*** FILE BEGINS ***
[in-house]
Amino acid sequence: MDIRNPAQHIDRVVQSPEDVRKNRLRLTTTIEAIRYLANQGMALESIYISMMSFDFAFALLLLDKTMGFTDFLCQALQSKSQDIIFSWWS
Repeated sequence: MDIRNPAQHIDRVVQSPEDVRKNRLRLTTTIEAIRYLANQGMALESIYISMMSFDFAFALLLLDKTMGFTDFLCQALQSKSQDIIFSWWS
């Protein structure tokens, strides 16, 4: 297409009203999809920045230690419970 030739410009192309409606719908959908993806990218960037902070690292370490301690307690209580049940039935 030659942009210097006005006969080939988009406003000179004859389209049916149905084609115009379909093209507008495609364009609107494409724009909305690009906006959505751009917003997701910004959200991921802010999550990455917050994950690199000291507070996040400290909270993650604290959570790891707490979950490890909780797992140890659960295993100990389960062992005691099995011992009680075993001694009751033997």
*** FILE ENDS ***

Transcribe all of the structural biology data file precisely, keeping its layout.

[in-house]
Amino acid sequence: MDIRNPAQHIDRVVQSPEDVRKNRLRLTTTIEAIRYLANQGMALESIYISMMSFDFAFALLLLDKTMGFTDFLCQALQSKSQDIIFSWWS
Repeated sequence: MDIRNPAQHIDRVVQSPEDVRKNRLRLTTTIEAIRYLANQGMALESIYISMMSFDFAFALLLLDKTMGFTDFLCQALQSKSQDIIFSWWS
């Protein structure tokens, strides 16, 4: 297409009203999809920045230690419970 030739410009192309409606719908959908993806990218960037902070690292370490301690307690209580049940039935 030659942009210097006005006969080939988009406003000179004859389209049916149905084609115009379909093209507008495609364009609107494409724009909305690009906006959505751009917003997701910004959200991921802010999550990455917050994950690199000291507070996040400290909270993650604290959570790891707490979950490890909780797992140890659960295993100990389960062992005691099995011992009680075993001694009751033997």